Carl H. Lindner College of BusinessCarl H. Lindner College of BusinessUniversity of Cincinnati

Carl H. Lindner College of Business

A Class Balancing Act

Marvin P. Kolodzik Business Scholar juggles everything from classes to clowns.

Any student can attest that college sometimes feels like life under the big top. Kolodzik Business Scholar Chelsea Kindschuh is no different. Yet, by taking carefully calculated risks and pushing herself to go the extra mile, Chelsea is reaping benefits from thinking outside the box—or ring, as the case may be.

A finance and marketing major, Chelsea exemplifies the College of Business Kolodzik Business Scholars (KBS) program ideals of being innovative, thinking globally and working collaboratively.

She is also a Cincinnatus and University Scholar. In her junior year, she received the Carl H. Lindner Outstanding Junior Award from the College of Business.

“That was a really big deal to me,” Chelsea says. “I like to get involved in everything.”

But Chelsea has another passion besides business and books—she also plays midfield for the UC women's soccer team. She has consistently been named a “Topcat Scholar” and is also the 2008 Student Athlete Advisory Committee President.

“I love playing competitively,” says Chelsea. She has played soccer since she was eight-years-old and believes many things she faces on the soccer field she will also face in business. “You have to overcome challenges [on the field], so you'll be able to overcome them elsewhere.”

She credits her success both on and off the field to her parents, whom she calls “life inspiring.”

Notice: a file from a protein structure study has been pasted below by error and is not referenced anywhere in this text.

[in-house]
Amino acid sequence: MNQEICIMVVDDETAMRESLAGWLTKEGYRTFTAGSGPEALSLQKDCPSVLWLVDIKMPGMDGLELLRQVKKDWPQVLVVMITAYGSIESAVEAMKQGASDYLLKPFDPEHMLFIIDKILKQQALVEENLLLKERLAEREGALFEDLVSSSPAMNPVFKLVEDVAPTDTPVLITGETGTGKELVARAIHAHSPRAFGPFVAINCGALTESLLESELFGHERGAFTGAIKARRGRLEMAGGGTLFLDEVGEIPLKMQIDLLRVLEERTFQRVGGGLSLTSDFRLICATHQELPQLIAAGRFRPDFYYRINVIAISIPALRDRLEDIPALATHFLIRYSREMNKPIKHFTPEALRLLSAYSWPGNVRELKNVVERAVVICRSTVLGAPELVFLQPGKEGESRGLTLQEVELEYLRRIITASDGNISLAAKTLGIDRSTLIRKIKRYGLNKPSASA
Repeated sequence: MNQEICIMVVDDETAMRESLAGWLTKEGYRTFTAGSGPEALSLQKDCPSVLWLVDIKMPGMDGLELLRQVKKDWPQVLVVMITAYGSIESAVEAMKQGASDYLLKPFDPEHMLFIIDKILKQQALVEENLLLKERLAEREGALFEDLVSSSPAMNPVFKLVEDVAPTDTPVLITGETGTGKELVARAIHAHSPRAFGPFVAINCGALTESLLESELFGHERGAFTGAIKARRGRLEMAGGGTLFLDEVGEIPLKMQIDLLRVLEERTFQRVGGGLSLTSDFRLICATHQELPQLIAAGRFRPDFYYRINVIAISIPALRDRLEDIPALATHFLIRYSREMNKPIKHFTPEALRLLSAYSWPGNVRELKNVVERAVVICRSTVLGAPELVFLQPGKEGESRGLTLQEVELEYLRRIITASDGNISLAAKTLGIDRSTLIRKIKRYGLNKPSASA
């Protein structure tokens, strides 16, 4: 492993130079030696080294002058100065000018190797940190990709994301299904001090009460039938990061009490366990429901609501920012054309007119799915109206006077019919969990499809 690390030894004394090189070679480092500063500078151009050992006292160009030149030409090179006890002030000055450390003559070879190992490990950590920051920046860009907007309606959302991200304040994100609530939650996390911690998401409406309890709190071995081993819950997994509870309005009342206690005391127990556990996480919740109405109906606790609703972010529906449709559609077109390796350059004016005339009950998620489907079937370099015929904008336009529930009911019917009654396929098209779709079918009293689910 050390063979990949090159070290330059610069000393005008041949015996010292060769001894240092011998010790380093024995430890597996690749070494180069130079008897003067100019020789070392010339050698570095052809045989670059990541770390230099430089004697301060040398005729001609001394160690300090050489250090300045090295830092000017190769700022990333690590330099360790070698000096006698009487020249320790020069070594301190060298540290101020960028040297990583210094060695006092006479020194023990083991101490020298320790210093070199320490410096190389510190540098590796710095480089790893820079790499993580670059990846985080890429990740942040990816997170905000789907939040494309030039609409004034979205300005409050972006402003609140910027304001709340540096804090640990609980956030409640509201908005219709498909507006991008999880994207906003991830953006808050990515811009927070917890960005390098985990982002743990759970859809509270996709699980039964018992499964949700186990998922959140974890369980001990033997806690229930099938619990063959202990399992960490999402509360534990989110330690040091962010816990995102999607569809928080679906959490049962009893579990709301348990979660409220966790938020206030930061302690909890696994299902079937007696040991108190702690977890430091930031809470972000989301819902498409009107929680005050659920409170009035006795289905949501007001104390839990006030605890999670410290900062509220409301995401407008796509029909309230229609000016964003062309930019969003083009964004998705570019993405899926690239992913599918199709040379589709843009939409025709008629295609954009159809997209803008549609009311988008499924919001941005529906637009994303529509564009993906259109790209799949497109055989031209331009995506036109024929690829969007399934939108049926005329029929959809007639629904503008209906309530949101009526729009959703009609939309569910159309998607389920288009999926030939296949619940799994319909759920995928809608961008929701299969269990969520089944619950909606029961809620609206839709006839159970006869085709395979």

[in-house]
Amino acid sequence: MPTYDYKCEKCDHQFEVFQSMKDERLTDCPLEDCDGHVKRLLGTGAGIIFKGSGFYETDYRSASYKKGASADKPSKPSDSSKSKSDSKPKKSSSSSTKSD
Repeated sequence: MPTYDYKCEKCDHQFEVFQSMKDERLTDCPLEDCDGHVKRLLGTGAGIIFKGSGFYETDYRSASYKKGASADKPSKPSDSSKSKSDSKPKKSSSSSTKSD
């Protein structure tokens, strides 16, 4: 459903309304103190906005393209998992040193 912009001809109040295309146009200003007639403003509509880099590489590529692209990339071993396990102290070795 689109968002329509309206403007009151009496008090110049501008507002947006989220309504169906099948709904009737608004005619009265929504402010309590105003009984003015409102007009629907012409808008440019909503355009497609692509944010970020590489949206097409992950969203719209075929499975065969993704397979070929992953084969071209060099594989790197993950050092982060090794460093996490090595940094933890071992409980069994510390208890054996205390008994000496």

“They said it's important to always keep an eye on the big picture,” she says. “To get it done in the classroom and get it done on the field.”

The combination of the classroom and the field was what attracted Chelsea to UC, with both a Big East soccer team and a business program offering faculty experts and opportunities for real-world experience. Another Big East soccer team was very appealing to Chelsea — until she interviewed with the assistant dean of their business school.

“I asked if they offered their students real-world experiences, like working with P&G,” Chelsea says. “The assistant dean asked me what P&G was.”

This was hardly the case at UC, Chelsea recounts. It was a match made in heaven.

“As soon as I stepped foot on campus I knew,” she says. With Big East athletics and hands-on opportunities with leading businesses and professors willing to accommodate a student-athlete's schedule, the choice was clear to Chelsea.

Recently she put her education to good use in landing an unusual internship with Cirque du Soleil in Las Vegas. She felt she was taking a risk to some extent with this undefined role she'd accepted.

“The position did not pay much and it was in a city I knew nothing about,” she says with a smile. “My first day on the job, a guy stepped in my office and handed me a clown nose. He said, ‘This is for you. We do not make fun of clowns here.'”

Through her marketing and public relations internship, she learned about the relationship between creativity and productivity. She realized Cirque du Soleil thrives thanks to a deep appreciation for the arts, but also a keen business sense.

“It definitely stretched me. I experienced a great deal of personal growth,” she says. “I wouldn't be where I am now if I hadn't put in that effort.”